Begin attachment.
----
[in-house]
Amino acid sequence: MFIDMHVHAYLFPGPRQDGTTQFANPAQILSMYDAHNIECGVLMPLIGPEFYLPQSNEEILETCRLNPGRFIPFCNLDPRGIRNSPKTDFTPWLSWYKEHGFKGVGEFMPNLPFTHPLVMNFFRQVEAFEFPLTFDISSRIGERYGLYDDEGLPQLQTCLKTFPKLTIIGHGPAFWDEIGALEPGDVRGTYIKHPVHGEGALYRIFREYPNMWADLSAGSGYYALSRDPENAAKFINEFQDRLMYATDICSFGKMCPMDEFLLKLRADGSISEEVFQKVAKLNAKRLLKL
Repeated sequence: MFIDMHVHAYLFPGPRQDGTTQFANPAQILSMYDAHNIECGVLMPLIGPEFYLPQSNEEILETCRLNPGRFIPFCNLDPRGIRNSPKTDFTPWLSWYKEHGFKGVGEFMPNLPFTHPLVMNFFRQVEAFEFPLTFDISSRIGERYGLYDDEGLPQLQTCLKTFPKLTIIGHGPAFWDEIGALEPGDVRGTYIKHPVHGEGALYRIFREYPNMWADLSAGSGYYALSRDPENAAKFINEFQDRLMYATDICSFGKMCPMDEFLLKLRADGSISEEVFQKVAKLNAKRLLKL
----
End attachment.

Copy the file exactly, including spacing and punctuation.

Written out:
[in-house]
Amino acid sequence: MFIDMHVHAYLFPGPRQDGTTQFANPAQILSMYDAHNIECGVLMPLIGPEFYLPQSNEEILETCRLNPGRFIPFCNLDPRGIRNSPKTDFTPWLSWYKEHGFKGVGEFMPNLPFTHPLVMNFFRQVEAFEFPLTFDISSRIGERYGLYDDEGLPQLQTCLKTFPKLTIIGHGPAFWDEIGALEPGDVRGTYIKHPVHGEGALYRIFREYPNMWADLSAGSGYYALSRDPENAAKFINEFQDRLMYATDICSFGKMCPMDEFLLKLRADGSISEEVFQKVAKLNAKRLLKL
Repeated sequence: MFIDMHVHAYLFPGPRQDGTTQFANPAQILSMYDAHNIECGVLMPLIGPEFYLPQSNEEILETCRLNPGRFIPFCNLDPRGIRNSPKTDFTPWLSWYKEHGFKGVGEFMPNLPFTHPLVMNFFRQVEAFEFPLTFDISSRIGERYGLYDDEGLPQLQTCLKTFPKLTIIGHGPAFWDEIGALEPGDVRGTYIKHPVHGEGALYRIFREYPNMWADLSAGSGYYALSRDPENAAKFINEFQDRLMYATDICSFGKMCPMDEFLLKLRADGSISEEVFQKVAKLNAKRLLKL